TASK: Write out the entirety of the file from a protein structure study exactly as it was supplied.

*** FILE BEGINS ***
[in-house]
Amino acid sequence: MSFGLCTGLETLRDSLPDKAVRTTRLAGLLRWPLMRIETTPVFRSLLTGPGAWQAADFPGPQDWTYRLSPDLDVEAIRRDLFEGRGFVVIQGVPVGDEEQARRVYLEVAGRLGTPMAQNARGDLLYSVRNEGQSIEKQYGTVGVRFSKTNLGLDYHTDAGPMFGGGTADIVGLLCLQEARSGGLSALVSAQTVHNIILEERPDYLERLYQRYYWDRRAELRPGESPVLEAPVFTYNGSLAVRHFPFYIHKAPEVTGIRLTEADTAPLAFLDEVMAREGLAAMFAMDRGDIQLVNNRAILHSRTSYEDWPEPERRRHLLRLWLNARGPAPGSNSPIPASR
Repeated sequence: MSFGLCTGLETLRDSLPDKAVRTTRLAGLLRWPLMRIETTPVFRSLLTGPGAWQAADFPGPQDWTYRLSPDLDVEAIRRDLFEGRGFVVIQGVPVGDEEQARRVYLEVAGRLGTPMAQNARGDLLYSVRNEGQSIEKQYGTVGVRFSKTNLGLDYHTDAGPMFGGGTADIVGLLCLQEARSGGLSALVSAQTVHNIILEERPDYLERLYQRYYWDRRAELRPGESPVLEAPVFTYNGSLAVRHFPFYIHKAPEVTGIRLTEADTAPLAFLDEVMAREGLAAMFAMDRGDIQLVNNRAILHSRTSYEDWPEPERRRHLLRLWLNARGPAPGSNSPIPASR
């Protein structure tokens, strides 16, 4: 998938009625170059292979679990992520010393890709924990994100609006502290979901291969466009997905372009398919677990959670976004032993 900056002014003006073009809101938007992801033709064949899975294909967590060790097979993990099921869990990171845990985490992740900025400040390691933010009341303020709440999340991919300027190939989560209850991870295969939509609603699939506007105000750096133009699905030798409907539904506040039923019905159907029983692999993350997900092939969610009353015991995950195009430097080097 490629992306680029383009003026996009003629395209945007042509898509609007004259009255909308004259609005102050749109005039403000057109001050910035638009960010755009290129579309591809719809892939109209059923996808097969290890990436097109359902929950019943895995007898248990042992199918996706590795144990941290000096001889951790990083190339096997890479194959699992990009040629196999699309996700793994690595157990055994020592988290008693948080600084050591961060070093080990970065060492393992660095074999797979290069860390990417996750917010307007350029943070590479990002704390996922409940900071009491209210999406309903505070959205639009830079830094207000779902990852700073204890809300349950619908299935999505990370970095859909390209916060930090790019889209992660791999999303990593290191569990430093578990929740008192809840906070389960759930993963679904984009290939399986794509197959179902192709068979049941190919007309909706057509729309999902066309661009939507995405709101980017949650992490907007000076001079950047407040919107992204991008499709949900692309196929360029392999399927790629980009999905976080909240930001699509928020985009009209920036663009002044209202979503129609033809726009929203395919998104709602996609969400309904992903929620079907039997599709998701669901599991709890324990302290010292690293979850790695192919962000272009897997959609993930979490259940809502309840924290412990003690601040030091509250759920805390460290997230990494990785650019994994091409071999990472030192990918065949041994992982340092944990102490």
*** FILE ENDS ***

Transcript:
[in-house]
Amino acid sequence: MSFGLCTGLETLRDSLPDKAVRTTRLAGLLRWPLMRIETTPVFRSLLTGPGAWQAADFPGPQDWTYRLSPDLDVEAIRRDLFEGRGFVVIQGVPVGDEEQARRVYLEVAGRLGTPMAQNARGDLLYSVRNEGQSIEKQYGTVGVRFSKTNLGLDYHTDAGPMFGGGTADIVGLLCLQEARSGGLSALVSAQTVHNIILEERPDYLERLYQRYYWDRRAELRPGESPVLEAPVFTYNGSLAVRHFPFYIHKAPEVTGIRLTEADTAPLAFLDEVMAREGLAAMFAMDRGDIQLVNNRAILHSRTSYEDWPEPERRRHLLRLWLNARGPAPGSNSPIPASR
Repeated sequence: MSFGLCTGLETLRDSLPDKAVRTTRLAGLLRWPLMRIETTPVFRSLLTGPGAWQAADFPGPQDWTYRLSPDLDVEAIRRDLFEGRGFVVIQGVPVGDEEQARRVYLEVAGRLGTPMAQNARGDLLYSVRNEGQSIEKQYGTVGVRFSKTNLGLDYHTDAGPMFGGGTADIVGLLCLQEARSGGLSALVSAQTVHNIILEERPDYLERLYQRYYWDRRAELRPGESPVLEAPVFTYNGSLAVRHFPFYIHKAPEVTGIRLTEADTAPLAFLDEVMAREGLAAMFAMDRGDIQLVNNRAILHSRTSYEDWPEPERRRHLLRLWLNARGPAPGSNSPIPASR
């Protein structure tokens, strides 16, 4: 998938009625170059292979679990992520010393890709924990994100609006502290979901291969466009997905372009398919677990959670976004032993 900056002014003006073009809101938007992801033709064949899975294909967590060790097979993990099921869990990171845990985490992740900025400040390691933010009341303020709440999340991919300027190939989560209850991870295969939509609603699939506007105000750096133009699905030798409907539904506040039923019905159907029983692999993350997900092939969610009353015991995950195009430097080097 490629992306680029383009003026996009003629395209945007042509898509609007004259009255909308004259609005102050749109005039403000057109001050910035638009960010755009290129579309591809719809892939109209059923996808097969290890990436097109359902929950019943895995007898248990042992199918996706590795144990941290000096001889951790990083190339096997890479194959699992990009040629196999699309996700793994690595157990055994020592988290008693948080600084050591961060070093080990970065060492393992660095074999797979290069860390990417996750917010307007350029943070590479990002704390996922409940900071009491209210999406309903505070959205639009830079830094207000779902990852700073204890809300349950619908299935999505990370970095859909390209916060930090790019889209992660791999999303990593290191569990430093578990929740008192809840906070389960759930993963679904984009290939399986794509197959179902192709068979049941190919007309909706057509729309999902066309661009939507995405709101980017949650992490907007000076001079950047407040919107992204991008499709949900692309196929360029392999399927790629980009999905976080909240930001699509928020985009009209920036663009002044209202979503129609033809726009929203395919998104709602996609969400309904992903929620079907039997599709998701669901599991709890324990302290010292690293979850790695192919962000272009897997959609993930979490259940809502309840924290412990003690601040030091509250759920805390460290997230990494990785650019994994091409071999990472030192990918065949041994992982340092944990102490």